Bill Authored For R&R Reimbursements


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Bill Authored For R&R Reimbursements
By Sandra Jontz
Stars and Stripes
European Edition
March 18, 2004,

ARLINGTON, Va. — Two U.S. senators from Minnesota have introduced a bill to reimburse troops for their Rest and Recuperation travel expenses from September through December.

On Wednesday, House lawmakers are set to tackle a Senate bill that makes reimbursement retroactive to the program's start, instead of beginning with those who traveled on or after Dec. 19.

In mid-January, Pentagon officials released information about the "Onward Travel" program to pay travel expenses to get troops to their hometowns, but limited reimbursements to Dec. 19, the day the program policy was approved by Pentagon leaders.

U.S. Central Command began its R&R program Sept. 25, flying troops deployed on 12-month orders to Iraq and Afghanistan to the United States or Germany for a 15-day break from the combat zone.

At first, the military flew troops only as far as Frankfurt, Germany, or Baltimore-Washington International Airport in Maryland. Later, airports in Atlanta, Dallas-Fort Worth and Los Angeles were added.

In October, Congress recommended the Army move $55 million between accounts to pay for troops' domestic travel costs in order to get them all the way home.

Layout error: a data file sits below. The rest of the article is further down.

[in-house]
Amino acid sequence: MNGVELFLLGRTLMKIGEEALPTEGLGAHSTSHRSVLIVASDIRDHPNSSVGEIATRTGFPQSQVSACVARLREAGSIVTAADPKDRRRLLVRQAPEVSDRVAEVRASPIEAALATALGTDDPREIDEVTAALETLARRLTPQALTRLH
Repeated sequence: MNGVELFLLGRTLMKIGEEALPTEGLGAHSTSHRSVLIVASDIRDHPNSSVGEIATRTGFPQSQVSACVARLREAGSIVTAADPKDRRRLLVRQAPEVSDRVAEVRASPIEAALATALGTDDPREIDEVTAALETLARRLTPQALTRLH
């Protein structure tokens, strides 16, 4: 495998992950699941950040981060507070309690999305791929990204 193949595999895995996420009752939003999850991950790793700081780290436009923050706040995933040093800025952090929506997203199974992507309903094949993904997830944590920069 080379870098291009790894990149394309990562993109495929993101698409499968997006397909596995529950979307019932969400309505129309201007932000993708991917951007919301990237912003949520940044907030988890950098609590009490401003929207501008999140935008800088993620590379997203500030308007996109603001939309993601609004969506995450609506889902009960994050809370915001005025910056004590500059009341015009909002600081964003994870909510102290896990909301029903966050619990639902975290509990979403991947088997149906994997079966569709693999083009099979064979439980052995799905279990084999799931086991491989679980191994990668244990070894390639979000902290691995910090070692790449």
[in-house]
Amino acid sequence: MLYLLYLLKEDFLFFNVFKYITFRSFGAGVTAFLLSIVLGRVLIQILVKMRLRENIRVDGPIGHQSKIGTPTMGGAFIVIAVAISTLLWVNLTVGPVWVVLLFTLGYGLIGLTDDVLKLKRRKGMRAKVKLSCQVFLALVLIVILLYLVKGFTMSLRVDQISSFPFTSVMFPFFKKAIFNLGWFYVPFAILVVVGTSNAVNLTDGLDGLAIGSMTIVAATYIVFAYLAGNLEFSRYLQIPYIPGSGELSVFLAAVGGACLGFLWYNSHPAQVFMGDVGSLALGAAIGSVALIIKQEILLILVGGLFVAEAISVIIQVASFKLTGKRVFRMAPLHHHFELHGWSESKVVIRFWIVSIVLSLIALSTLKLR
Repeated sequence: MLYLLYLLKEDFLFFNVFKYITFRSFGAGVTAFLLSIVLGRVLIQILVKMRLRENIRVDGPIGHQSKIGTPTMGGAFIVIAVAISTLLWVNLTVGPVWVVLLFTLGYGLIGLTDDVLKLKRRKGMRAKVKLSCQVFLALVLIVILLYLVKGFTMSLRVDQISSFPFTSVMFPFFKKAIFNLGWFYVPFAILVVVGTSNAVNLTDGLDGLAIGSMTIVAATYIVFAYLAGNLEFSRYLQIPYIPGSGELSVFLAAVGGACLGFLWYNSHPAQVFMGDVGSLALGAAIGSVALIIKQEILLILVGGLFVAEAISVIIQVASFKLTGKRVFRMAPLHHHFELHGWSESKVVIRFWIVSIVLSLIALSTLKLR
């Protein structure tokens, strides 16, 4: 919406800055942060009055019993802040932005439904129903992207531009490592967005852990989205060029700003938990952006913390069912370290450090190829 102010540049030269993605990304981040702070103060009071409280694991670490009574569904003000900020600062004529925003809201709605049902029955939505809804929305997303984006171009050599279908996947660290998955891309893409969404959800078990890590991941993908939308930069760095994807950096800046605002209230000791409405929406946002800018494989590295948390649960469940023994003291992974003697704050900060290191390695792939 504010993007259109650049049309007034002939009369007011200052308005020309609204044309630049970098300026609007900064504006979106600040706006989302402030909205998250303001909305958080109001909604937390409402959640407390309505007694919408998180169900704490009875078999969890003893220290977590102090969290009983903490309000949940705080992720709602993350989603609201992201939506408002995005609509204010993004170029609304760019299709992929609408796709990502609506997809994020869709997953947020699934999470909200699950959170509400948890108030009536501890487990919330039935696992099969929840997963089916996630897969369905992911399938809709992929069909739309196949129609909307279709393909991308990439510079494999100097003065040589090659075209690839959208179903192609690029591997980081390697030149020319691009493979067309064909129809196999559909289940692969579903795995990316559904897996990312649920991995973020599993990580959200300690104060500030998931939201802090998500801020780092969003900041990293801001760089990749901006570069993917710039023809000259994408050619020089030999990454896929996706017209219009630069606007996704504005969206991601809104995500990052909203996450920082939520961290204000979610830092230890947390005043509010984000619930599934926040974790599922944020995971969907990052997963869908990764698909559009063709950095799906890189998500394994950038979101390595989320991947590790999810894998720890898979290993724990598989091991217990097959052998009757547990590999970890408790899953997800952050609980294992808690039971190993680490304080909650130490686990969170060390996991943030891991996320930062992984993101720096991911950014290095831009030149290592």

The Senate bill, S. 2057, would make reimbursements retroactive to the beginning of the R&R program. It passed the Senate on March 4 and now rests in the House.

"The intent of our legislation is absolutely clear: the Pentagon needs to reimburse the travel costs for troops traveling home on R&R leave, whether that took place before or after Dec. 19, period," said Republican Sen. Norm Coleman in a statement. "Troops on leave from defending freedom abroad deserve that this legislation be followed."

"The Coleman-Dayton amendment clearly intended that all R&R travel for all of our troops in Iraq and Afghanistan be covered equally. Congress appropriated $55 million specifically for this purpose; therefore, there is no reason for noncompliance," said the bill's co-author, Democratic Sen. Mark Dayton.

The Pentagon said it needs congressional authority to reimburse troops who traveled before Dec. 19.

This should help most of the troops